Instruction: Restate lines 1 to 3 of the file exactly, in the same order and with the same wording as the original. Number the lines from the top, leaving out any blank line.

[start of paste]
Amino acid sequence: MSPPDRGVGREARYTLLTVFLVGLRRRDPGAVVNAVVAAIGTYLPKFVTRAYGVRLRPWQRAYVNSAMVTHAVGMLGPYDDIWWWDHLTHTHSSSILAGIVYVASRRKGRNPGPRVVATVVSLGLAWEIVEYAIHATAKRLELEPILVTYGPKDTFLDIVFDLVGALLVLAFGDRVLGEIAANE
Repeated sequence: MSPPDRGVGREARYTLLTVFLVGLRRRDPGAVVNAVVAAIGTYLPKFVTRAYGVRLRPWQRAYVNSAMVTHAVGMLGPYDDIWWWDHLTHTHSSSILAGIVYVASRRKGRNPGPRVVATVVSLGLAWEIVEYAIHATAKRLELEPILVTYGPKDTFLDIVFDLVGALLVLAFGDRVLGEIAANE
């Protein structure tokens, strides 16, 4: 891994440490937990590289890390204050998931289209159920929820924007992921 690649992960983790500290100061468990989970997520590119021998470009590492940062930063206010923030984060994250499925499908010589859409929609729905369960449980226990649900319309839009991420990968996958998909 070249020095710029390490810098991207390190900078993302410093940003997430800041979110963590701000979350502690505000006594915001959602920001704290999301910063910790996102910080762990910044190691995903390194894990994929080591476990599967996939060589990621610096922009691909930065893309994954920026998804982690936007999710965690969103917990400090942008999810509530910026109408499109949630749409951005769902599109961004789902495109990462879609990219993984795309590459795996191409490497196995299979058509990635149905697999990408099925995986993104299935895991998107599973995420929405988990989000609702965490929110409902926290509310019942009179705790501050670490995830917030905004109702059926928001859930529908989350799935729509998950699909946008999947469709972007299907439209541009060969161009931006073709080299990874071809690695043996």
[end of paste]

Amino acid sequence: MSPPDRGVGREARYTLLTVFLVGLRRRDPGAVVNAVVAAIGTYLPKFVTRAYGVRLRPWQRAYVNSAMVTHAVGMLGPYDDIWWWDHLTHTHSSSILAGIVYVASRRKGRNPGPRVVATVVSLGLAWEIVEYAIHATAKRLELEPILVTYGPKDTFLDIVFDLVGALLVLAFGDRVLGEIAANE
Repeated sequence: MSPPDRGVGREARYTLLTVFLVGLRRRDPGAVVNAVVAAIGTYLPKFVTRAYGVRLRPWQRAYVNSAMVTHAVGMLGPYDDIWWWDHLTHTHSSSILAGIVYVASRRKGRNPGPRVVATVVSLGLAWEIVEYAIHATAKRLELEPILVTYGPKDTFLDIVFDLVGALLVLAFGDRVLGEIAANE
């Protein structure tokens, strides 16, 4: 891994440490937990590289890390204050998931289209159920929820924007992921 690649992960983790500290100061468990989970997520590119021998470009590492940062930063206010923030984060994250499925499908010589859409929609729905369960449980226990649900319309839009991420990968996958998909 070249020095710029390490810098991207390190900078993302410093940003997430800041979110963590701000979350502690505000006594915001959602920001704290999301910063910790996102910080762990910044190691995903390194894990994929080591476990599967996939060589990621610096922009691909930065893309994954920026998804982690936007999710965690969103917990400090942008999810509530910026109408499109949630749409951005769902599109961004789902495109990462879609990219993984795309590459795996191409490497196995299979058509990635149905697999990408099925995986993104299935895991998107599973995420929405988990989000609702965490929110409902926290509310019942009179705790501050670490995830917030905004109702059926928001859930529908989350799935729509998950699909946008999947469709972007299907439209541009060969161009931006073709080299990874071809690695043996």